- Carlo Dufour1⇓,
- Barbara Cappelli2,
- Michaela Calvillo1,
- Francesca Fioredda1,
- Rossella Tonelli3 and
- Roberto Crocchiolo4
- 1 Hematology Unit, G. Gaslini Children’s Hospital, Genova, Italy
- 2 Pediatric Immunohematology and Bone Marrow Transplantation Unit, San Raffaele Scientific Institute, Milano, Italy
- 3 Mario Negri Institute for Pharmacology, Milano, Italy
- 4 Unit of Lymphoid Malignancies, San Raffaele Scientific Institute, Milano, Italy
- Correspondence: Carlo Dufour, MD, Head Hematology Unit, G. Gaslini Children’s Hospital, Largo G. Gaslini 5, 16147 Genova, Italy. Phone: 0039 01 56 36 694; Fax: 0039 010 56 36 714. E-mail:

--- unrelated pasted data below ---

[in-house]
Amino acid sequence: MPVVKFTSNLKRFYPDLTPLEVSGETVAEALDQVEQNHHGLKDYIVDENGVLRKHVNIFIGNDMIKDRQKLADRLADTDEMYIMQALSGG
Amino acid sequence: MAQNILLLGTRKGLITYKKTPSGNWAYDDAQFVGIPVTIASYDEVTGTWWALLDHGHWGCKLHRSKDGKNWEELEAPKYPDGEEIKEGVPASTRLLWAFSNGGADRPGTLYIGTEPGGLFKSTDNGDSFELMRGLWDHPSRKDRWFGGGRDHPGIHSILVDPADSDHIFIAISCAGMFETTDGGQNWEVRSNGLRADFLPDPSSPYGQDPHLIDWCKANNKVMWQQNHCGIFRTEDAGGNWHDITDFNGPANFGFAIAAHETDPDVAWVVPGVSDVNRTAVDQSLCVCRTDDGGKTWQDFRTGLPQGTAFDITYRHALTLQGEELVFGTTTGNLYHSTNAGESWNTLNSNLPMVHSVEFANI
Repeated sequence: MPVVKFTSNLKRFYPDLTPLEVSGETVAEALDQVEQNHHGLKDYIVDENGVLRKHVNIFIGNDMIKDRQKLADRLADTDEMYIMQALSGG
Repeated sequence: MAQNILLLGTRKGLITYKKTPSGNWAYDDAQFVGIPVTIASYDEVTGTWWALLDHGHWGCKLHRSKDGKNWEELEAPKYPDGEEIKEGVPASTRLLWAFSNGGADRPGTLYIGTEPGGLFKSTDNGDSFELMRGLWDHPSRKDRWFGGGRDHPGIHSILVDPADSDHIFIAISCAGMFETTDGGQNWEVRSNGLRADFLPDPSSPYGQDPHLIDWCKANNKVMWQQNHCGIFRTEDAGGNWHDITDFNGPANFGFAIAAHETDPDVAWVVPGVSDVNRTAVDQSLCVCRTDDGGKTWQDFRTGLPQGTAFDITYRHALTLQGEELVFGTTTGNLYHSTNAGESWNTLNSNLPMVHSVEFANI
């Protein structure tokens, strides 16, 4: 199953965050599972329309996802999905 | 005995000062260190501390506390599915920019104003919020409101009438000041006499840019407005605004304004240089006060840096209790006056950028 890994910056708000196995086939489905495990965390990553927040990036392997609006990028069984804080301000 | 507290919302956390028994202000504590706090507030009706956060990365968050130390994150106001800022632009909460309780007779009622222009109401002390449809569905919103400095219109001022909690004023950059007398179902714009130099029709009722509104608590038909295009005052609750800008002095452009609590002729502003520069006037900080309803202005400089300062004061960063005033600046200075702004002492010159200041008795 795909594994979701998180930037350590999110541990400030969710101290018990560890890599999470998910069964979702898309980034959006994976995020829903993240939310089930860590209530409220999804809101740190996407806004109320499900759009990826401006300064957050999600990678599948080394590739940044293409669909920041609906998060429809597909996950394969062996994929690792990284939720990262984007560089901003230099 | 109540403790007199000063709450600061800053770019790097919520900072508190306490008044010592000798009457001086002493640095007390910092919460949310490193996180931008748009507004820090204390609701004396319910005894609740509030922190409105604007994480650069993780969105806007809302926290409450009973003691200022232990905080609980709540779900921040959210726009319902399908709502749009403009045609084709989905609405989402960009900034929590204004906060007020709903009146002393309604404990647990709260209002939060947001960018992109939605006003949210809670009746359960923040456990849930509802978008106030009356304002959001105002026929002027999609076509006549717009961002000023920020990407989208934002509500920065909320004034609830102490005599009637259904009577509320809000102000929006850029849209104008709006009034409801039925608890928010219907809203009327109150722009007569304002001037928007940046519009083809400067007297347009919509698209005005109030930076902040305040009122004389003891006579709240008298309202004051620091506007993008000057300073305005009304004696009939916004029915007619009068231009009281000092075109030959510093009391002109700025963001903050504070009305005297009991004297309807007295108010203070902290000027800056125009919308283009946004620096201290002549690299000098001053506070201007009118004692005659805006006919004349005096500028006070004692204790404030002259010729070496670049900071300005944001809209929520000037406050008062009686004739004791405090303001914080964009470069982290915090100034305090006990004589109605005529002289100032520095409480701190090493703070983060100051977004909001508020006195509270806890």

Although pegfilgrastim is increasingly used in children and adults1–4 no reports are found on over-dosage. We present the outcome of 2 patients aged two and 79 years who by mistake received a remarkable overdose of pegfilgrastim. Patient #1 was a 2-year old boy, with severe congenital neutropenia (ELA 2 mutation g.1894T>C L30P; exon 2) whose outcome is detailed elsewhere.4 While on pegfilgrastim 100 μg/kg, during a febrile episode, he received by mistake a pegfilgrastim overdose of 937 μg/kg (6 mg) instead of the scheduled 100 μg/kg, as the nurse in charge confused the vial of pegfilgrastim with that of filgrastim and inadvertently gave the entire vial to the patient. The administration of an entire vial did not arouse suspicion as it would have corresponded to 20 μg/kg of filgrastim, still a practicable dose in SCN patients. The patient’s parents were immediately informed of this error and of possible complications. Incident reporting procedures were activated according to the policy of our Institute. No data were traceable in literature and also an Italian branch of the manufacturing company (Amgen) did not possess information on such a high overdose in children. Tight clinical, respiratory and laboratory monitoring was promptly established. The child remained well with no respiratory symptoms, O2 saturation of 98–100% without supportive respiratory measures and the fever disappeared in two days. Hb and platelets remained above 11 g/dL and 250×109/L. Renal and liver function tests and serum electrolytes stayed within normal ranges. Chest X-ray showed only a minimal interstitial overload. No hepatosplenomegaly was demonstrable on repeated ultrasound scans. WBC, ANC and pegfilgrastim serum level are shown in Figure 1.